Saturday, December 18, 2010

Year's Biggest Lie

If truth is the first casualty of war, the GOP assault on Obama has produced what a Pulitzer-Prize-winning fact check site calls "The Lie of the Year"--that the President's reform law is "a government takeover" of health care.

The Oscar goes to Frank Luntz, who deserves permanent possession of the truth-twisting trophy. Whenever John Boehner or Mitch McConnell says "job-killing" about any Democratic proposal, you can be sure that Luntz is the ventriloquist behind them providing lethal language, just as he persuaded Republicans earlier to keep calling the estate tax a "death tax."

We are in the era of government-by-slogans, as an academic study finds that, during the election campaign this year, voters received "substantial levels of misinformation" from TV, with Fox in the lead and MSNBC not far behind, most of it from reporting what politicians say. And more and more of what they say is intended to push emotional buttons rather than clarify issues. (Sarah Palin "death panels," anyone?)

Although Republicans specialize in the practice, the trend is bipartisan. A Wikileaks dump shows the Cuban government upset over Michael Moore's "Sicko" for "blatant misrepresentation" of their health care system as wonderful, about as truthful as the accusations of "Obamacare" as a government takeover.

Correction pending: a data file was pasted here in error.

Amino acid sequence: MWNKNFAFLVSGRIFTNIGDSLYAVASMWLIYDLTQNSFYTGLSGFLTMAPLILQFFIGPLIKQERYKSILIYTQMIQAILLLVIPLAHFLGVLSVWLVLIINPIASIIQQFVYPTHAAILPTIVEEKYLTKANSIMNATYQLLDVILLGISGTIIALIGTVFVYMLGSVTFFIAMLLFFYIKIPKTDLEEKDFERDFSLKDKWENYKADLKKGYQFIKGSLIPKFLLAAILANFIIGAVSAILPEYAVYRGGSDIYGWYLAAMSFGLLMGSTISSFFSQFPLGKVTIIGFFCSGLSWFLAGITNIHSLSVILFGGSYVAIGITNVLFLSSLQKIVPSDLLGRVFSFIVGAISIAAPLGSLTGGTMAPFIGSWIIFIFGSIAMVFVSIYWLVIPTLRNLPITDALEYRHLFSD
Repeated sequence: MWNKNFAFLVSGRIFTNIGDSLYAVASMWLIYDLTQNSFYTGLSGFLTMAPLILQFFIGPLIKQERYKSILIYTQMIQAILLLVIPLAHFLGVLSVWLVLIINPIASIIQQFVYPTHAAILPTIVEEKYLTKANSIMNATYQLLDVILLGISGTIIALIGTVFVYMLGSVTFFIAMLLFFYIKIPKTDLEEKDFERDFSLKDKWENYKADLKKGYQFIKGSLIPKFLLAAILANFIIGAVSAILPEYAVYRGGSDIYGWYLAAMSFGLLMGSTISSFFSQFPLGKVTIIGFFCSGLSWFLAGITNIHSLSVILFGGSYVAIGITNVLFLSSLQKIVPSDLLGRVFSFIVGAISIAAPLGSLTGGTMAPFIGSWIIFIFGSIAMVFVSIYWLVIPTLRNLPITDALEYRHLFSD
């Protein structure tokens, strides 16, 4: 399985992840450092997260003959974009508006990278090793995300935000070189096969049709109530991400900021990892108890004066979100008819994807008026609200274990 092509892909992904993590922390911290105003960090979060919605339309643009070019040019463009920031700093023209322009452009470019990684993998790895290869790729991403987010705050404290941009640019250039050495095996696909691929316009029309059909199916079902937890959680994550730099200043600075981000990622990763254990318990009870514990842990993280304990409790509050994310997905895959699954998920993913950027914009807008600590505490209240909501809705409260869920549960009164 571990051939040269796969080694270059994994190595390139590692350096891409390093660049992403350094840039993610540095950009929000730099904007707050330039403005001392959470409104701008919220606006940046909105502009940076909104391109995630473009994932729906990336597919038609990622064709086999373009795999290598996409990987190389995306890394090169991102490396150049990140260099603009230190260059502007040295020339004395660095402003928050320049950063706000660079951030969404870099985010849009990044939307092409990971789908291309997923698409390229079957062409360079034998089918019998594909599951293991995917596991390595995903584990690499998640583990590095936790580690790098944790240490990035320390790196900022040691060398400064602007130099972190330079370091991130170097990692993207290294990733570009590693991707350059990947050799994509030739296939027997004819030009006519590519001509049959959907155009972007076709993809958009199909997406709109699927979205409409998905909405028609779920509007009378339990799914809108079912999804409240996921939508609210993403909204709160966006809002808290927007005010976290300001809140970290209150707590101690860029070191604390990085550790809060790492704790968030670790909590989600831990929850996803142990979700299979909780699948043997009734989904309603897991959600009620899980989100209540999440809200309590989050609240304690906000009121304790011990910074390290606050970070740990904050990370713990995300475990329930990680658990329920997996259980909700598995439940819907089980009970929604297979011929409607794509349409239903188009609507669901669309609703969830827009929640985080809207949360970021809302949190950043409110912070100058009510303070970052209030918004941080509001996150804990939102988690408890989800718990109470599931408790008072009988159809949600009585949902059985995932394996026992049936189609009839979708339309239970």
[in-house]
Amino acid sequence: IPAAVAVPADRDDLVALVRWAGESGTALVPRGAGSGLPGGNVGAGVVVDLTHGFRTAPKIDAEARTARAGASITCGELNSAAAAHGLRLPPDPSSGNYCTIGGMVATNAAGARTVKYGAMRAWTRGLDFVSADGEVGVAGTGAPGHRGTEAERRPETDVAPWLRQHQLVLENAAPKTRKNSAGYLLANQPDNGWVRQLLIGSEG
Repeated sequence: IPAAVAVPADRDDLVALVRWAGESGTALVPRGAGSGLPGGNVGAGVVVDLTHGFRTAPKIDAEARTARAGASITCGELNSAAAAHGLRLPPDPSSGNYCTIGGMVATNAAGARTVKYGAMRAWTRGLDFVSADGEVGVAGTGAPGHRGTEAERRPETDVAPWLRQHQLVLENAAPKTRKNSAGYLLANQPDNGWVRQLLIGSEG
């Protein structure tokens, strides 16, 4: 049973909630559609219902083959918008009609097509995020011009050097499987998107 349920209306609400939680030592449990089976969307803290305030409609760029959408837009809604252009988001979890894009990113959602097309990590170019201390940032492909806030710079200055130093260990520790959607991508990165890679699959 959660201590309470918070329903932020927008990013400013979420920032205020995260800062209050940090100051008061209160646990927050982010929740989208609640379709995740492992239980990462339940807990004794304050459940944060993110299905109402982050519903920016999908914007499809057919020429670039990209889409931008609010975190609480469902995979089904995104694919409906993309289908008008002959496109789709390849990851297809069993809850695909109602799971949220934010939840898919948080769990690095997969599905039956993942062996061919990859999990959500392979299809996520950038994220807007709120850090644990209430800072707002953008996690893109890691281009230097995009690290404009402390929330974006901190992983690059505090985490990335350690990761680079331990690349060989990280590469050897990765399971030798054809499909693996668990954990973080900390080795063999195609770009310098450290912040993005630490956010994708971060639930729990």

Luntz, who tests panels to discover which words and phrases evoke emotional reactions, is an admirer of Orwell, without seeming to understand that prophet's disgust with the perversion of language.

Lying for a living must eventually addle the brain.

Update: Hypocrisy, the offspring of lies, is thriving in this atmosphere, as Paul Krugman grades a prime performance of obfuscation in the debate over tax cuts and deficits.


hking said...


Blakenator said...

This fits nicely in the age of anti-intellectualism, highlighted by the Cheney years and the rise of the Tea Bagger nation. My strategy for talking with these types is just to ask questions because they aren't listening anyway. What I have found is 99.9% of them can't make it past the platitudes issued on right wing talk radio, which takes about two questions.